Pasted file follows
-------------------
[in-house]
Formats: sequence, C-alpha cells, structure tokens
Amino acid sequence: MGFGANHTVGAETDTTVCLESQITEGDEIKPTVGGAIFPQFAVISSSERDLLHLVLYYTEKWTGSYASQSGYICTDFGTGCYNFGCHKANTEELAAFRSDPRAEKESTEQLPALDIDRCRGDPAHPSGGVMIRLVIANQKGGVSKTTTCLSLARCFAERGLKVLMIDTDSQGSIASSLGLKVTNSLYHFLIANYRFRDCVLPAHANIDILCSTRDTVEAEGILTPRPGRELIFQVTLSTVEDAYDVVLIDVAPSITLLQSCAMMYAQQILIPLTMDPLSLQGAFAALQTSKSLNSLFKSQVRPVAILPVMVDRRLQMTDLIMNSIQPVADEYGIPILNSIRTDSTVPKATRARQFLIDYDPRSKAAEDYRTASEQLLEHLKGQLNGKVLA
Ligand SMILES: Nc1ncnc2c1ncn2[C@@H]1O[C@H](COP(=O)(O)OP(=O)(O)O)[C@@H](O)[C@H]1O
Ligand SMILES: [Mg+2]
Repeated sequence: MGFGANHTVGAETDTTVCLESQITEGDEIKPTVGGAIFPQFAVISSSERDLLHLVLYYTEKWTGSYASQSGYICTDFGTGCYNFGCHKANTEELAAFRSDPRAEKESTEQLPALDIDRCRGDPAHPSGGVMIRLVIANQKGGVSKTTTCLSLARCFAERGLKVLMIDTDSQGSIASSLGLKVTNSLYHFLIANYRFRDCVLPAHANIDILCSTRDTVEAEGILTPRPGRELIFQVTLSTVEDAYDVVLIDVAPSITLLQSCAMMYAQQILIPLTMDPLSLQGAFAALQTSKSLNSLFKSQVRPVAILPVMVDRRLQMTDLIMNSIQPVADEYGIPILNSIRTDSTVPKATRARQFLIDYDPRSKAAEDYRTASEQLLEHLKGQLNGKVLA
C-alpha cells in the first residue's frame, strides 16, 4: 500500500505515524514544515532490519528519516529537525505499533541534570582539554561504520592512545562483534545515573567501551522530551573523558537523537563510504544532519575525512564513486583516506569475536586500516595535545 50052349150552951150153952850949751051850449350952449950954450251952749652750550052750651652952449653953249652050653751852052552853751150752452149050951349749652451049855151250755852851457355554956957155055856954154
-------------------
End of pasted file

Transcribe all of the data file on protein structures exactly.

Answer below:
[in-house]
Formats: sequence, C-alpha cells, structure tokens
Amino acid sequence: MGFGANHTVGAETDTTVCLESQITEGDEIKPTVGGAIFPQFAVISSSERDLLHLVLYYTEKWTGSYASQSGYICTDFGTGCYNFGCHKANTEELAAFRSDPRAEKESTEQLPALDIDRCRGDPAHPSGGVMIRLVIANQKGGVSKTTTCLSLARCFAERGLKVLMIDTDSQGSIASSLGLKVTNSLYHFLIANYRFRDCVLPAHANIDILCSTRDTVEAEGILTPRPGRELIFQVTLSTVEDAYDVVLIDVAPSITLLQSCAMMYAQQILIPLTMDPLSLQGAFAALQTSKSLNSLFKSQVRPVAILPVMVDRRLQMTDLIMNSIQPVADEYGIPILNSIRTDSTVPKATRARQFLIDYDPRSKAAEDYRTASEQLLEHLKGQLNGKVLA
Ligand SMILES: Nc1ncnc2c1ncn2[C@@H]1O[C@H](COP(=O)(O)OP(=O)(O)O)[C@@H](O)[C@H]1O
Ligand SMILES: [Mg+2]
Repeated sequence: MGFGANHTVGAETDTTVCLESQITEGDEIKPTVGGAIFPQFAVISSSERDLLHLVLYYTEKWTGSYASQSGYICTDFGTGCYNFGCHKANTEELAAFRSDPRAEKESTEQLPALDIDRCRGDPAHPSGGVMIRLVIANQKGGVSKTTTCLSLARCFAERGLKVLMIDTDSQGSIASSLGLKVTNSLYHFLIANYRFRDCVLPAHANIDILCSTRDTVEAEGILTPRPGRELIFQVTLSTVEDAYDVVLIDVAPSITLLQSCAMMYAQQILIPLTMDPLSLQGAFAALQTSKSLNSLFKSQVRPVAILPVMVDRRLQMTDLIMNSIQPVADEYGIPILNSIRTDSTVPKATRARQFLIDYDPRSKAAEDYRTASEQLLEHLKGQLNGKVLA
C-alpha cells in the first residue's frame, strides 16, 4: 500500500505515524514544515532490519528519516529537525505499533541534570582539554561504520592512545562483534545515573567501551522530551573523558537523537563510504544532519575525512564513486583516506569475536586500516595535545 50052349150552951150153952850949751051850449350952449950954450251952749652750550052750651652952449653953249652050653751852052552853751150752452149050951349749652451049855151250755852851457355554956957155055856954154